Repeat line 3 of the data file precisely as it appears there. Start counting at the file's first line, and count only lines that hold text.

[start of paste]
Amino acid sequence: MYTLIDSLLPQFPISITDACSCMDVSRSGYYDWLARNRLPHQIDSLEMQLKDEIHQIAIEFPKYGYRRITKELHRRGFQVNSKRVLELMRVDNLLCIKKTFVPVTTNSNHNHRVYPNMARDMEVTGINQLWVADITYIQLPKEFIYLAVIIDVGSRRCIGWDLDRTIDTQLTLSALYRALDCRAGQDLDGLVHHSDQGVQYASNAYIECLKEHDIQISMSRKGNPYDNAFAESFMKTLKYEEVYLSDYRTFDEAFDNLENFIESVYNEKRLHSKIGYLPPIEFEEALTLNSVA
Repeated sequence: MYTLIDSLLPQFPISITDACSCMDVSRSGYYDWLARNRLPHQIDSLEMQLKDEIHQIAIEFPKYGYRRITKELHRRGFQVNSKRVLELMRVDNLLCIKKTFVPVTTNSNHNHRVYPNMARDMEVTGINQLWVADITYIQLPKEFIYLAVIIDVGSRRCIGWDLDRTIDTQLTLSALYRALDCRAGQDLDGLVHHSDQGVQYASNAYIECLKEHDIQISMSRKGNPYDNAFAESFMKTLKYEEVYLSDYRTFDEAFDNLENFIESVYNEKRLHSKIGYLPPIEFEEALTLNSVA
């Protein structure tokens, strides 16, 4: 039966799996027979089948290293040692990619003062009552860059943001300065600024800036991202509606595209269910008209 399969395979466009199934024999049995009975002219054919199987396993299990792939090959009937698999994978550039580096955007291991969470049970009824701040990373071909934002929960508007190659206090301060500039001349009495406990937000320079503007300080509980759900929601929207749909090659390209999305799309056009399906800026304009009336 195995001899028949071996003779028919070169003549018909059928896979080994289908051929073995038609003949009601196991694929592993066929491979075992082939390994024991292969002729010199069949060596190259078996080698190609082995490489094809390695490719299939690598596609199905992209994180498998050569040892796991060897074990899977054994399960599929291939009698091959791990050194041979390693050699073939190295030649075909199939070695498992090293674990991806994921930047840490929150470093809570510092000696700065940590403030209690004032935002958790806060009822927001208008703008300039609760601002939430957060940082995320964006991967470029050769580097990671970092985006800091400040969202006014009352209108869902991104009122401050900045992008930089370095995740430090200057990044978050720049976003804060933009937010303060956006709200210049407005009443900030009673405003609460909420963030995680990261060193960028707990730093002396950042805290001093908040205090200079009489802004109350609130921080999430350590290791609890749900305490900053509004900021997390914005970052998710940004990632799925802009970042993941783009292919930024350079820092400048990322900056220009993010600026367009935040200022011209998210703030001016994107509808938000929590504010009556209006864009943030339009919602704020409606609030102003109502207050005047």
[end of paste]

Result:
């Protein structure tokens, strides 16, 4: 039966799996027979089948290293040692990619003062009552860059943001300065600024800036991202509606595209269910008209 399969395979466009199934024999049995009975002219054919199987396993299990792939090959009937698999994978550039580096955007291991969470049970009824701040990373071909934002929960508007190659206090301060500039001349009495406990937000320079503007300080509980759900929601929207749909090659390209999305799309056009399906800026304009009336 195995001899028949071996003779028919070169003549018909059928896979080994289908051929073995038609003949009601196991694929592993066929491979075992082939390994024991292969002729010199069949060596190259078996080698190609082995490489094809390695490719299939690598596609199905992209994180498998050569040892796991060897074990899977054994399960599929291939009698091959791990050194041979390693050699073939190295030649075909199939070695498992090293674990991806994921930047840490929150470093809570510092000696700065940590403030209690004032935002958790806060009822927001208008703008300039609760601002939430957060940082995320964006991967470029050769580097990671970092985006800091400040969202006014009352209108869902991104009122401050900045992008930089370095995740430090200057990044978050720049976003804060933009937010303060956006709200210049407005009443900030009673405003609460909420963030995680990261060193960028707990730093002396950042805290001093908040205090200079009489802004109350609130921080999430350590290791609890749900305490900053509004900021997390914005970052998710940004990632799925802009970042993941783009292919930024350079820092400048990322900056220009993010600026367009935040200022011209998210703030001016994107509808938000929590504010009556209006864009943030339009919602704020409606609030102003109502207050005047």